Having a system of rewards in place for consumers has many advantages. They will be more likely to keep coming back to you and recommend your brand to other people. 

Here are some key benefits that you will reap when you launch and promote your incentive program.

1. Customer satisfaction

When you give incentives to your customers, you show them that you value them for choosing to buy from you. This will help them feel good about their decision and keep them returning and buying your products or utilizing your services.

An important aspect worth considering is to target the right customers with your consumer incentive rewards. 

A tip – Analyze and identify the most profitable customer base and design an incentive program that offers benefits meaningful to this group.

2. Data collection

When consumers sign up for an incentive program, they give you the data that you can use to target them in a tailored fashion and amass critical data insights about your consumer base.

Running incentives offers an easy way to persuade users to willingly share details like their email address or their phone number, things they might not otherwise want to disclose.

Let’s take the example of a supermarket chain that offers loyalty cards to track purchases linked to individual shoppers. If they asked for this information, even the most loyal shoppers would be apprehensive of having their purchases tracked and recorded. Instead, by compensating customers with discounts for using loyalty cards, the store creates an incentive that boosts customer satisfaction while supplying fresh insights into consumer behavior.

3. Customer retention

It is no secret that acquiring new customers is far more expensive than retaining existing ones. By providing the right incentive for consumers, you can keep them hooked on your brand for the long run.

Keep your customers engaged through enticing rewards for more purchases with your brand. And the more you leverage the consumer data you collect; the more relevant your rewards can be, thereby improving customer retention.

A digital incentive platform like Xoxoday can fetch insights about your customers, enabling you to curate your catalog. With this data, you can customize rewards, thereby engaging your target audience effectively.

4. Charity focus

Consumers want to feel like their actions are making a difference. In response, many brands offer incentive programs that let their customers donate their accumulated reward value to a charity of their choice.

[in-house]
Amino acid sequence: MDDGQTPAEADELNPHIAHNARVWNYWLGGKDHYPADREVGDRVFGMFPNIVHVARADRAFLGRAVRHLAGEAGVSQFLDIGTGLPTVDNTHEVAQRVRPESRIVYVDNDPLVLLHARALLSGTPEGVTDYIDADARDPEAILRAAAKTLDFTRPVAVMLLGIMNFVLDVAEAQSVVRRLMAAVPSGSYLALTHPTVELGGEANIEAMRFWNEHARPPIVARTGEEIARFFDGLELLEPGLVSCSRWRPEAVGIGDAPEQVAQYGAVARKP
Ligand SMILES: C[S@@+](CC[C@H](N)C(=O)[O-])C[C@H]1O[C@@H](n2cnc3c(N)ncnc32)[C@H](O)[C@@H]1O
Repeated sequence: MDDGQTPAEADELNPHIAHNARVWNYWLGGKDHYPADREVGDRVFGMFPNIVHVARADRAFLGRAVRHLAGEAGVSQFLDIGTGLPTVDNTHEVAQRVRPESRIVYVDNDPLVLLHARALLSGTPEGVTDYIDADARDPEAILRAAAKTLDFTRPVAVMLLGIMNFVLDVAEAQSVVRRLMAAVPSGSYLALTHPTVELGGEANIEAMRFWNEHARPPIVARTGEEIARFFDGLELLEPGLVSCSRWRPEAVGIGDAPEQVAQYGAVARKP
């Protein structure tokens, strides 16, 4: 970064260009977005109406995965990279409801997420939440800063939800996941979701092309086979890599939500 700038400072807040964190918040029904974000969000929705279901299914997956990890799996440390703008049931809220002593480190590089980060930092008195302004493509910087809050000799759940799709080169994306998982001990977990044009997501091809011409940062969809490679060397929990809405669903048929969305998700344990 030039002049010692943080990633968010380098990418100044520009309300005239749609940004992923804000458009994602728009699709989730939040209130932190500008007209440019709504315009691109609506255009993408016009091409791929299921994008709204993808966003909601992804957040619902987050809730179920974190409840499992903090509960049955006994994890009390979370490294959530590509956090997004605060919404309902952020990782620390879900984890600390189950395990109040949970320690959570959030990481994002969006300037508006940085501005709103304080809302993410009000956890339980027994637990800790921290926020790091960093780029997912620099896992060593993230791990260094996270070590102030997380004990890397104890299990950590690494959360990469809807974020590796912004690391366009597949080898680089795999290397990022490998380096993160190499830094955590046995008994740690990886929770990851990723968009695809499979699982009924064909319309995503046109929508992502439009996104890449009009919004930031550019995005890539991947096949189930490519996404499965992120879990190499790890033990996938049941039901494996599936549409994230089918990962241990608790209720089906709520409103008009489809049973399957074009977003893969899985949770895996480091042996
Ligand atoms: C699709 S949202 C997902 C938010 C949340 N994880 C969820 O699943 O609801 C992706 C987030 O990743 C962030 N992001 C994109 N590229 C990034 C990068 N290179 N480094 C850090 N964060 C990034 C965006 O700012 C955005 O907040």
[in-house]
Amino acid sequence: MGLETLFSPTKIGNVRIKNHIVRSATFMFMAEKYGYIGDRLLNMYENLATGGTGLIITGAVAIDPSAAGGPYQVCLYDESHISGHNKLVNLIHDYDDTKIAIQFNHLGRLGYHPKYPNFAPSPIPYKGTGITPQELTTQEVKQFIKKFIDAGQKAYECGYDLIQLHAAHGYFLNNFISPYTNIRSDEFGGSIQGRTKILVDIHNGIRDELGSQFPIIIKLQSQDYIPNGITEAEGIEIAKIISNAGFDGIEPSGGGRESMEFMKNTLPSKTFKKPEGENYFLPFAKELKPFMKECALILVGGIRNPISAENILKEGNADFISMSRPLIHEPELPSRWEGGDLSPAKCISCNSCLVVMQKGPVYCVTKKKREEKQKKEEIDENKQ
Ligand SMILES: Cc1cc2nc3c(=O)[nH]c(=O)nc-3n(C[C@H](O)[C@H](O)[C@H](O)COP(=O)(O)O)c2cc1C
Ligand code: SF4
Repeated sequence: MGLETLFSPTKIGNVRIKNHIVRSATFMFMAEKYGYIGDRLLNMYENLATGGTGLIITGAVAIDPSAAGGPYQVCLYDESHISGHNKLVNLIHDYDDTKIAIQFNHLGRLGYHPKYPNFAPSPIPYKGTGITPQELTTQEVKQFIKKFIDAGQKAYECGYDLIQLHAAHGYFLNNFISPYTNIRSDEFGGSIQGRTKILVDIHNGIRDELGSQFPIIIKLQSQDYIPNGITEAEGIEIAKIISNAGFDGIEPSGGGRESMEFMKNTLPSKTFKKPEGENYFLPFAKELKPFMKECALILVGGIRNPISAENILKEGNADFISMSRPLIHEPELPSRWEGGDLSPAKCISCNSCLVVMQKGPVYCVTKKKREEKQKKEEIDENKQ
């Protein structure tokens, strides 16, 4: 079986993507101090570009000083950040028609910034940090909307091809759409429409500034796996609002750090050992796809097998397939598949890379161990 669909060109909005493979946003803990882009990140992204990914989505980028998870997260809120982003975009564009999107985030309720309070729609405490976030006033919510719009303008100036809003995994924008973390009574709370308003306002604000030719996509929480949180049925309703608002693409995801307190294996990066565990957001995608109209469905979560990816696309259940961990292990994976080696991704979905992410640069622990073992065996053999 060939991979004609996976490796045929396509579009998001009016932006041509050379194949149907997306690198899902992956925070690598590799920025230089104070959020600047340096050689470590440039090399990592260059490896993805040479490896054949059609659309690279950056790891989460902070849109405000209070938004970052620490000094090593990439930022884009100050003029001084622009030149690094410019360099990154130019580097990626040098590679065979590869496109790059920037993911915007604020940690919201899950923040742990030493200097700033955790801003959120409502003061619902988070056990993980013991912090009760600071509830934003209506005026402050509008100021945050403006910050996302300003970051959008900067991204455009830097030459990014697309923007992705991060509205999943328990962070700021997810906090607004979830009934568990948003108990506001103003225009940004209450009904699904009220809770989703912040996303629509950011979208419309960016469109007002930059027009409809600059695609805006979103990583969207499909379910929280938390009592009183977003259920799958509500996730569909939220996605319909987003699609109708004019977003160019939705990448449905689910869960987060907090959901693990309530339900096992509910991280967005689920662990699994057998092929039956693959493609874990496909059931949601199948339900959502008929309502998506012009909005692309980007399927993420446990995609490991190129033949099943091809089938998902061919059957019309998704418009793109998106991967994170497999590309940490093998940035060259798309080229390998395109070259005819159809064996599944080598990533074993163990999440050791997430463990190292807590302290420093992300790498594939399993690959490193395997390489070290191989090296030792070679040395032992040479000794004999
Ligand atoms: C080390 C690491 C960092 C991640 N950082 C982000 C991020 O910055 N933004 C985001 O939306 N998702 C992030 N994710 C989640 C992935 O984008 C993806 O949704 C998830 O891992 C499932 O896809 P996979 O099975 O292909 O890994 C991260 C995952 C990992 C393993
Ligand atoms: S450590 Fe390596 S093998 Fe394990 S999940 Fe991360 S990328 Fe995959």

This helps the consumer feel good, enables the brand to give back to society, and establishes a reputation as a community-minded company.

Let’s assume you run a retail store. You could announce that a small percentage of your monthly profits will be donated to a particular charity. This becomes a win-win for all. The charity will receive a sizable donation. Customers will feel they’ve helped their community for a cause. And your store will make enough money to cover the donation as well as earn a tidy profit.

Consumer Incentives Program Best Practices

Be cautious not to fall into the trap of thinking that your consumers would be pleased by any token of appreciation. In reality, everyone, including your competitors, is doing some form of incentive or loyalty marketing to attract and retain customers. 

To truly get the most value out of your consumer incentive program, you need to have certain fundamentals in place. Simply putting together “points for purchase” or “refer a friend” social media promotion isn’t going to win new customers or influence existing consumers to stay. 

Here are best practices in mind when designing your customer incentive program:

1. Have clear objectives

Know exactly why you need a consumer incentive program at this point. Do you want to boost your sales? Do you want to promote specific products or services? Do you want to win consumers back from the competition? Do you want to increase customer referrals? This clarity will help you get the nuts and bolts in place.